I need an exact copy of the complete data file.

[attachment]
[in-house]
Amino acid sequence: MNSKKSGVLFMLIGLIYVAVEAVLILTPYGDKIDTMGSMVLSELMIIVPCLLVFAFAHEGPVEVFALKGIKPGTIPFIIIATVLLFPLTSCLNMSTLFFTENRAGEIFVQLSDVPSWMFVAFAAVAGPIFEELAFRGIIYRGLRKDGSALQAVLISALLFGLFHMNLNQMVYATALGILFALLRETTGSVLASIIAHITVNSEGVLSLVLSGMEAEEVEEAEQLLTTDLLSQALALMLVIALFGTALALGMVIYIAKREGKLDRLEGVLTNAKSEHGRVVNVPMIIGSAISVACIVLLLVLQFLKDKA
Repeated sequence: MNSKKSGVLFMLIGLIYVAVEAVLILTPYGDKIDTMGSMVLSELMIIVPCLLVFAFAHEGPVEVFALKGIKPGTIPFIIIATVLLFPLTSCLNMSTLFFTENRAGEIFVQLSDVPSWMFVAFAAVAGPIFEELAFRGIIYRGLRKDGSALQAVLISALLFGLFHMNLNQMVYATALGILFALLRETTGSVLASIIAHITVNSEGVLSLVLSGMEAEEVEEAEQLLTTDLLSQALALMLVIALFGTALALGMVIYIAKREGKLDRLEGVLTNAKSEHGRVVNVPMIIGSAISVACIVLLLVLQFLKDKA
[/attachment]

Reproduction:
[in-house]
Amino acid sequence: MNSKKSGVLFMLIGLIYVAVEAVLILTPYGDKIDTMGSMVLSELMIIVPCLLVFAFAHEGPVEVFALKGIKPGTIPFIIIATVLLFPLTSCLNMSTLFFTENRAGEIFVQLSDVPSWMFVAFAAVAGPIFEELAFRGIIYRGLRKDGSALQAVLISALLFGLFHMNLNQMVYATALGILFALLRETTGSVLASIIAHITVNSEGVLSLVLSGMEAEEVEEAEQLLTTDLLSQALALMLVIALFGTALALGMVIYIAKREGKLDRLEGVLTNAKSEHGRVVNVPMIIGSAISVACIVLLLVLQFLKDKA
Repeated sequence: MNSKKSGVLFMLIGLIYVAVEAVLILTPYGDKIDTMGSMVLSELMIIVPCLLVFAFAHEGPVEVFALKGIKPGTIPFIIIATVLLFPLTSCLNMSTLFFTENRAGEIFVQLSDVPSWMFVAFAAVAGPIFEELAFRGIIYRGLRKDGSALQAVLISALLFGLFHMNLNQMVYATALGILFALLRETTGSVLASIIAHITVNSEGVLSLVLSGMEAEEVEEAEQLLTTDLLSQALALMLVIALFGTALALGMVIYIAKREGKLDRLEGVLTNAKSEHGRVVNVPMIIGSAISVACIVLLLVLQFLKDKA